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Understanding Depression and Dementia. Dr Maria- Paloma Sequeiros 3/12/2013. Overview of Depression Depressive disorders are common. Lifetime prevalence may be as high as 30% in the general population. Prevalence of 5-10% in primary care settings.

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understanding depression and dementia

UnderstandingDepression and Dementia

Dr Maria-PalomaSequeiros


Overview of Depression
  • Depressive disorders are common.
  • Lifetime prevalence may be as high as 30% in the general population.
  • Prevalence of 5-10% in primary care settings.
  • Women are twice as likely to be affected than men.
  • 4th cause of disability worldwide, may rank 2nd by 2020.
  • Although effective treatments are available, depression often goes undiagnosed and undertreated as symptoms are often regarded by both patients and doctors as “understandable” given current social circumstances and/or background.
Famous people who have had depression
  • Anthony Hopkins – actor
  • Audrey Hepburn – actress
  • Barbara Bush – former US First Lady
  • Claude Monet – artist
  • Cole Porter – musician
  • Elton John – musician
  • Ernest Hemingway – writer
  • Harrison Ford – actor
  • Jim Carrey – actor / comedian
  • Joan Rivers – comedienne
  • John Cleese – comedian
  • Judy Garland – actress
  • Laurence Olivier – actor
  • Marlon Brando – actor
  • Ozzy Osbourne – musician
  • Paul Simon – musician
  • Stephen Hawking – scientist
  • Yves Saint Laurent – fashion designer
Causes / Contributors for Depression
  • Functional brain changes: In older patients, hypoperfusion in frontal, temporal and parietal areas.
  • Neurotransmitter abnormalities: Reduced monoamine function may cause depression. Serotonine probably has an important role.
  • Genetic factors: Appear to influence the risk of developing depression by altering individual sensitivity to the effects of life stressors.
  • Personality / temperament factors: Certain temperaments (anxious, insecure) may increase vulnerability to depression.
  • Psychological factors: Disruption of normal social, marital, parental, or familial relationships is correlated with high rates of depression, and is a risk factor for recurrence. Low self-esteem is proposed as a vulnerability factor.
  • Social factors: People of low socio-economic status are at demonstrable higher risk of depression. Social causation: stress associated with such problems leads to depression.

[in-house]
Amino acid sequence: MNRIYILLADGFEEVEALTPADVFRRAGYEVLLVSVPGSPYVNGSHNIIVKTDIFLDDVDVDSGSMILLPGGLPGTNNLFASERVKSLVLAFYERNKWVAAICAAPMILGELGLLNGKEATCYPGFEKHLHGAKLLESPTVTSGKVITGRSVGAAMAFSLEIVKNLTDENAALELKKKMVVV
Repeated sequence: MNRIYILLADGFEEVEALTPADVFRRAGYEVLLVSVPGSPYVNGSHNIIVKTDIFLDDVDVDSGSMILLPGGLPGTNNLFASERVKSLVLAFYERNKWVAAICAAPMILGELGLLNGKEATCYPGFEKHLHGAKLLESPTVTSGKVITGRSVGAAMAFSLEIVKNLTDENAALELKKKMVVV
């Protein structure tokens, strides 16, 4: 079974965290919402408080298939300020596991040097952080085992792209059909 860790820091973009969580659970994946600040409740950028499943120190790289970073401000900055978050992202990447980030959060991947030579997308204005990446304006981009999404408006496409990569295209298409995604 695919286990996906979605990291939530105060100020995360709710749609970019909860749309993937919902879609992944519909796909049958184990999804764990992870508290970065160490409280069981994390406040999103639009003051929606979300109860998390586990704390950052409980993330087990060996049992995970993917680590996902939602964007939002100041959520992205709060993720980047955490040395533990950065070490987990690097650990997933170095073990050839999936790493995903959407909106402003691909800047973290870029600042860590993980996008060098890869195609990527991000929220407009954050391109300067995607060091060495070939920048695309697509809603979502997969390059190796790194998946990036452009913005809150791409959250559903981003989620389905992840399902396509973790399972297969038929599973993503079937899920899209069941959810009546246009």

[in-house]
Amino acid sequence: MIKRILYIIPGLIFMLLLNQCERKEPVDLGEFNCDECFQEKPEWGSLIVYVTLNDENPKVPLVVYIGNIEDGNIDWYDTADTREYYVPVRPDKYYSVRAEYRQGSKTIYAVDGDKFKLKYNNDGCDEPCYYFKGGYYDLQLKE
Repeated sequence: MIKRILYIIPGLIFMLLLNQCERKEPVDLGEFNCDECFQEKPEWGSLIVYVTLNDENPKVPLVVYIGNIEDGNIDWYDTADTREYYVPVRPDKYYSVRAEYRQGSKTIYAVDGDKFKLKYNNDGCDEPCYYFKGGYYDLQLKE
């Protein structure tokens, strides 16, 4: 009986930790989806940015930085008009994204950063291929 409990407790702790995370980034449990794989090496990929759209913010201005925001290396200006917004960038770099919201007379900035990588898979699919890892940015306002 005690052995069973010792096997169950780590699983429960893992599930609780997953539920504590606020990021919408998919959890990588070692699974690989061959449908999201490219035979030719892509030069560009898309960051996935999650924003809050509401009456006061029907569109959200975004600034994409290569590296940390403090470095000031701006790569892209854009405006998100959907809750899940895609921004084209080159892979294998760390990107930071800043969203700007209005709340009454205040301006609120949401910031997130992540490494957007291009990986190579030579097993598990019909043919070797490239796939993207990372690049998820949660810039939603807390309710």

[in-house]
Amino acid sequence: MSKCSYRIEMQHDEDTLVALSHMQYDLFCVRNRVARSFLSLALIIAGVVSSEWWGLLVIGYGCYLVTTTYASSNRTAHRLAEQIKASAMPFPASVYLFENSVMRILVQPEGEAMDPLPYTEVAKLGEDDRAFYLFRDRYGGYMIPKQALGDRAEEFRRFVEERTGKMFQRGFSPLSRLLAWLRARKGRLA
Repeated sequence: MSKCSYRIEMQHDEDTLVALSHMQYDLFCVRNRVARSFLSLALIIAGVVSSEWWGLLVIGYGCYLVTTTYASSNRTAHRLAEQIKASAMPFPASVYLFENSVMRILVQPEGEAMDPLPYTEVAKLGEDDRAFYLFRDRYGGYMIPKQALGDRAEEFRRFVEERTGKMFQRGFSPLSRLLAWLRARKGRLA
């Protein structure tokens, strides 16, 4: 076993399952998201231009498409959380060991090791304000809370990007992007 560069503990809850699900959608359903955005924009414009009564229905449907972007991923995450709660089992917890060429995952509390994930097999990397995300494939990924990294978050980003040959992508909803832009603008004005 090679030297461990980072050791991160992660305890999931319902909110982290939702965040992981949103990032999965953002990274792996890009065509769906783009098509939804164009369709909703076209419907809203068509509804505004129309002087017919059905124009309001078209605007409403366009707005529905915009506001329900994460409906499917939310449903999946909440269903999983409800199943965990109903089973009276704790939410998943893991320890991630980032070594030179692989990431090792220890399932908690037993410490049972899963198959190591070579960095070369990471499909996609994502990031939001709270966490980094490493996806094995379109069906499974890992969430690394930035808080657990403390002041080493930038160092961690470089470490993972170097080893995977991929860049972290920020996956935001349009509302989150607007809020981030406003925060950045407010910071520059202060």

Risk factors for Depression
  • Genetic: Heritability estimates range from 40-70%.
  • Childhood experiences: Loss of a parent, lack of parental care, parental alcoholism / antisocial traits, childhood sexual abuse, traumas.
  • Personality traits: Anxiety, impulsivity, obsessionality.
  • Social circumstances: Marital status (separated/divorced or widowed), unemployment / financial difficulties, adverse life events (losses), loneliness / isolation, lack of social support.
  • Physical illness: Especially if chronic, severe or painful, affecting mobility and independence.
Symptoms of Depression (1)
  • Depressed mood present most of the day, nearly every day, with reduced emotional reactivity – for at least 2 weeks representing a change from normal
  • Mood may be worse in the morning, improving as the day progresses
  • Tearfulness
  • Anhedonia: Markedly diminished interest or pleasure in all, or almost all activities.
  • Decreased or increased appetite associated with weight loss or gain
  • Disturbed sleep: Insomnia with early morning wakening or hypersomnia.
  • Psychomotor agitation or retardation observed by others
  • Fatigue or loss of energy
  • Lack of initiative and motivation
Symptoms of Depression (2)
  • Diminished ability to think or concentrate or indecisiveness
  • “Pseudodementia”: Memory and concentration problems simulating dementia that improve with mood improvement.
  • Anxiety
  • Constant worrying
  • Reduced self confidence
  • Irritability, impatience
  • Social withdrawal and tendency to self isolate
  • Decline in normal functioning / abilities
  • Disregard for personal care
Symptoms of Depression (3)
  • Somatic complaints: Unspecific aches and pains, gastro-intestinal upset, headaches, complex physical sensations
  • Feelings of worthlessness or excessive or inappropriate guilt (which may be delusional)
  • Negative and pessimistic thinking
  • Hopelessness
  • Recurrent thoughts of death or suicide which may or may not be acted upon
  • Delusions: Poverty, personal inadequacy, guilt over presumed misdeeds, responsibility for world events (accidents, natural disasters, wars), deserving of punishment, nihilistic delusions
  • Hallucinations: Auditory, visual, olfactory, tactile
Course of Depression (1)
  • Depressive episodes vary from 4-30 weeks for mild / moderate cases.
  • Severe cases last an average of 6 months with 25% lasting up to a year.
  • 10-20% of patients have a chronic course with persistent symptoms lasting over 2 years.
  • Late onset depression may be more chronic and is more likely to be associated with life events.
  • The majority of patients experiencing a depressive episode will have further episodes in life.